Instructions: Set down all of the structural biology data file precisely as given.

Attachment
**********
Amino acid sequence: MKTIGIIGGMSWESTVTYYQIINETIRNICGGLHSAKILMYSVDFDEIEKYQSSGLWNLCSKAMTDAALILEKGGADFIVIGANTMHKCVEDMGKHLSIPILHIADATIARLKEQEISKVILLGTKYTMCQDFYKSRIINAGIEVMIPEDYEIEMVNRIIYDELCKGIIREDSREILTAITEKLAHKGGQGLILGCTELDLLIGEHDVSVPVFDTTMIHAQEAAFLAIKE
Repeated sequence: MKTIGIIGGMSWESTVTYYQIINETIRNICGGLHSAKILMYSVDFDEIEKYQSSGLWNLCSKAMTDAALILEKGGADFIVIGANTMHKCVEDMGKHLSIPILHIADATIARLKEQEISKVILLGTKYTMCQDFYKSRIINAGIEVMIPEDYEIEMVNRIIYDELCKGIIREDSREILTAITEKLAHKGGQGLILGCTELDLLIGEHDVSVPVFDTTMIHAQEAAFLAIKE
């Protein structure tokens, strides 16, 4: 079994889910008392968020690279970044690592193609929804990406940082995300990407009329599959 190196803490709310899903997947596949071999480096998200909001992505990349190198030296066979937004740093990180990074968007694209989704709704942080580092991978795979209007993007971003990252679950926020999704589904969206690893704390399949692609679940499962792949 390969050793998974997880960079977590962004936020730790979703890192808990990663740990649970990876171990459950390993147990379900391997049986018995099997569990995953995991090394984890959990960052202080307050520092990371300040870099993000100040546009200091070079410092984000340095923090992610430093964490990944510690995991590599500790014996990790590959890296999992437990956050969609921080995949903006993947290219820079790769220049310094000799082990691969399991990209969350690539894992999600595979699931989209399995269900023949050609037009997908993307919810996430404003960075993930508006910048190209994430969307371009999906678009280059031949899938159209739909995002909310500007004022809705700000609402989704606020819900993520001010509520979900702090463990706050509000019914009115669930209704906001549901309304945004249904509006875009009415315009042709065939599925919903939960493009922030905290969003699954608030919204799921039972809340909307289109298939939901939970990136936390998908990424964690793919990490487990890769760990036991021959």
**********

Amino acid sequence: MKTIGIIGGMSWESTVTYYQIINETIRNICGGLHSAKILMYSVDFDEIEKYQSSGLWNLCSKAMTDAALILEKGGADFIVIGANTMHKCVEDMGKHLSIPILHIADATIARLKEQEISKVILLGTKYTMCQDFYKSRIINAGIEVMIPEDYEIEMVNRIIYDELCKGIIREDSREILTAITEKLAHKGGQGLILGCTELDLLIGEHDVSVPVFDTTMIHAQEAAFLAIKE
Repeated sequence: MKTIGIIGGMSWESTVTYYQIINETIRNICGGLHSAKILMYSVDFDEIEKYQSSGLWNLCSKAMTDAALILEKGGADFIVIGANTMHKCVEDMGKHLSIPILHIADATIARLKEQEISKVILLGTKYTMCQDFYKSRIINAGIEVMIPEDYEIEMVNRIIYDELCKGIIREDSREILTAITEKLAHKGGQGLILGCTELDLLIGEHDVSVPVFDTTMIHAQEAAFLAIKE
């Protein structure tokens, strides 16, 4: 079994889910008392968020690279970044690592193609929804990406940082995300990407009329599959 190196803490709310899903997947596949071999480096998200909001992505990349190198030296066979937004740093990180990074968007694209989704709704942080580092991978795979209007993007971003990252679950926020999704589904969206690893704390399949692609679940499962792949 390969050793998974997880960079977590962004936020730790979703890192808990990663740990649970990876171990459950390993147990379900391997049986018995099997569990995953995991090394984890959990960052202080307050520092990371300040870099993000100040546009200091070079410092984000340095923090992610430093964490990944510690995991590599500790014996990790590959890296999992437990956050969609921080995949903006993947290219820079790769220049310094000799082990691969399991990209969350690539894992999600595979699931989209399995269900023949050609037009997908993307919810996430404003960075993930508006910048190209994430969307371009999906678009280059031949899938159209739909995002909310500007004022809705700000609402989704606020819900993520001010509520979900702090463990706050509000019914009115669930209704906001549901309304945004249904509006875009009415315009042709065939599925919903939960493009922030905290969003699954608030919204799921039972809340909307289109298939939901939970990136936390998908990424964690793919990490487990890769760990036991021959």